The Use of Kidneys From Deceased Donors Over 80 Years In Kidney Transplantation

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Abstract

Patient survival is longer after kidney transplantation (KT) compared with remaining in the waiting list on dialysis. We have questioned if this is true also using kidneys from donors ≥80 years-old. In a longitudinal mortality study in the Catalan Renal Registry, including 2098 patients on dialysis placed on waiting list, 293 of them received a first KT from a deceased donor 75-79 years-old and 94 from a deceased donor ≥80 years-old. The reference group included 2,040 patients who were placed on the waiting list (relative risk, 1.0). Patients in both groups had equal lengths of follow-up since placement on the waiting list. Adjusted risk of death and survival calculated by non-proportional hazard analysis taking KT as a time dependent effect.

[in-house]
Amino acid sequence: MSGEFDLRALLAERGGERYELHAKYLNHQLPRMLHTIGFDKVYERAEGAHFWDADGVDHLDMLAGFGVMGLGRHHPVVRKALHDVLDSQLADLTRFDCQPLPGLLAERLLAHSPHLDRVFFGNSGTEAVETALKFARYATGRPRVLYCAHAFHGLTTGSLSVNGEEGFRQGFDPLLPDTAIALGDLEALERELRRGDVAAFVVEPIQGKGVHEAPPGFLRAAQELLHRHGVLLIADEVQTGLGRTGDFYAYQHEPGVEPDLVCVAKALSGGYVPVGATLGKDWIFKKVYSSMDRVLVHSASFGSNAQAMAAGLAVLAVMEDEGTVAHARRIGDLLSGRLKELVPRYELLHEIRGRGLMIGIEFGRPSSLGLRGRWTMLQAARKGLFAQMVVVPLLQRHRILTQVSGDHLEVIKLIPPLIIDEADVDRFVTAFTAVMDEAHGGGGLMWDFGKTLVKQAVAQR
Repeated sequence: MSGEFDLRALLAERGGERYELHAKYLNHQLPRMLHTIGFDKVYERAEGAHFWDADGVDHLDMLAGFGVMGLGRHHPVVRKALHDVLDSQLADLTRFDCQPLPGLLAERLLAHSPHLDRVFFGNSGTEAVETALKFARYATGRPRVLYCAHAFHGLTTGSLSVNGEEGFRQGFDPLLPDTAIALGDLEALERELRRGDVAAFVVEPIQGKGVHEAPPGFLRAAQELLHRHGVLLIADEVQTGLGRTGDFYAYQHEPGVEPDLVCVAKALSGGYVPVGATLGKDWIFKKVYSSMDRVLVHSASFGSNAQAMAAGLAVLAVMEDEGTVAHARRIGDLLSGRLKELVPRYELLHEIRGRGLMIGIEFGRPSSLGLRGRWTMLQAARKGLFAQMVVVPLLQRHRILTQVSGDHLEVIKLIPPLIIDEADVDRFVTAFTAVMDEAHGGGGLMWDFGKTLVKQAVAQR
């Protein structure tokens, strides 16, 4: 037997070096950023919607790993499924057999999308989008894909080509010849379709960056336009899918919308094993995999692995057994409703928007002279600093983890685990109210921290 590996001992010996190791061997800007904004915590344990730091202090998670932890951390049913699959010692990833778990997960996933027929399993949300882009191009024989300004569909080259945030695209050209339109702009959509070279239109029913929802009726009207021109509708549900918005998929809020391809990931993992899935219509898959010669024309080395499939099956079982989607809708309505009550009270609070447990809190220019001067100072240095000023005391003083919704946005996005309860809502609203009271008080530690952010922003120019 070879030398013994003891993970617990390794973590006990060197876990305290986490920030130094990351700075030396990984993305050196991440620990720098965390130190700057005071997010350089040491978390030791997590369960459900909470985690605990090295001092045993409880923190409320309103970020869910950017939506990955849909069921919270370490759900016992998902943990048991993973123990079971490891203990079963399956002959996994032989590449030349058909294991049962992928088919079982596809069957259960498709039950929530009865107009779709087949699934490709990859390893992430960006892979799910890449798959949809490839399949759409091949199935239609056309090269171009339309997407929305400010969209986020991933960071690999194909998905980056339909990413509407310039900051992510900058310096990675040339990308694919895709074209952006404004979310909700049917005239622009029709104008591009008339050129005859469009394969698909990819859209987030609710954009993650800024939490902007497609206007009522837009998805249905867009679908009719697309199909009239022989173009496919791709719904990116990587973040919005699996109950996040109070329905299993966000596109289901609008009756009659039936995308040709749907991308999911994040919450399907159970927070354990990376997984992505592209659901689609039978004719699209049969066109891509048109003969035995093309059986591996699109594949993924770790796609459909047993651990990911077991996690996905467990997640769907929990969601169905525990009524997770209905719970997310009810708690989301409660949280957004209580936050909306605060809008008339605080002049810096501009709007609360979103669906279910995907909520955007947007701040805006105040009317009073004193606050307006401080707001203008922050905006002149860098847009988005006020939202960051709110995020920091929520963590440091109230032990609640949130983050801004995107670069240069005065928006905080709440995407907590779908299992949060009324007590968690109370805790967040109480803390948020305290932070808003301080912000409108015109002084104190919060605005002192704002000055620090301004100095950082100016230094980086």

Compared with kidneys from donors <75y, graft survival was significantly lower for kidneys 75-79y (HR 1.28, 1.05-1.56) and ≥80 (HR 1.66, 1.18-2.34), but significance disappeared when including only recipients >70y. In comparison with those that remained on dialysis (HR 1), non-proportional adjusted risk of death after KT with a kidney 75-79yr was 0.38[95%CI 0.29-0.50; p<0.001] and with a kidney >80yr was 0.49[0.31-0.77; p<0.001](table). Projected years of life since placement on the waiting list was 6.5 yr without KT, 10.4 yr receiving a kidney 75-79 and 9.2 yr receiving a kidney >80.

Despite KT from octogenarian deceased donors is associated with reduced graft survival, transplanted patients have lower mortality than those remaining on dialysis.

Figure 1. Projected years of life among recipients of first deceased donor. Adjusted for recipient age at the initial placement on the waiting list, gender, period of time, diabetes, cardiovascular comorbidities, and time from ESRD to placement on the waiting list.

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